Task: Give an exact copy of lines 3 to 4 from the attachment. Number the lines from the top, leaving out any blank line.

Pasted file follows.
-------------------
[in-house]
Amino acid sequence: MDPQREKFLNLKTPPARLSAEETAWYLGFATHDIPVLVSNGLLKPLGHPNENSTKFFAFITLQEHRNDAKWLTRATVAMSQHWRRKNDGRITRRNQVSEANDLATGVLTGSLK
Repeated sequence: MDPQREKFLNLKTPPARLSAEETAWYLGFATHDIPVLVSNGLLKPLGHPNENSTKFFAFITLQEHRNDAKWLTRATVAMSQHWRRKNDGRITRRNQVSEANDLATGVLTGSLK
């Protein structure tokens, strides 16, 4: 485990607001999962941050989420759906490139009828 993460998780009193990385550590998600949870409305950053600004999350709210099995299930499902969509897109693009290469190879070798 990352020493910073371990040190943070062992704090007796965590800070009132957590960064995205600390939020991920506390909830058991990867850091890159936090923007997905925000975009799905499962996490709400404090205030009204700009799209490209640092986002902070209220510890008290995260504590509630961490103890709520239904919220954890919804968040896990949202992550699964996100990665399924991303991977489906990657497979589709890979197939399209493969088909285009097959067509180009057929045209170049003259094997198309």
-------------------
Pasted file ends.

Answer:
Repeated sequence: MDPQREKFLNLKTPPARLSAEETAWYLGFATHDIPVLVSNGLLKPLGHPNENSTKFFAFITLQEHRNDAKWLTRATVAMSQHWRRKNDGRITRRNQVSEANDLATGVLTGSLK
């Protein structure tokens, strides 16, 4: 485990607001999962941050989420759906490139009828 993460998780009193990385550590998600949870409305950053600004999350709210099995299930499902969509897109693009290469190879070798 990352020493910073371990040190943070062992704090007796965590800070009132957590960064995205600390939020991920506390909830058991990867850091890159936090923007997905925000975009799905499962996490709400404090205030009204700009799209490209640092986002902070209220510890008290995260504590509630961490103890709520239904919220954890919804968040896990949202992550699964996100990665399924991303991977489906990657497979589709890979197939399209493969088909285009097959067509180009057929045209170049003259094997198309």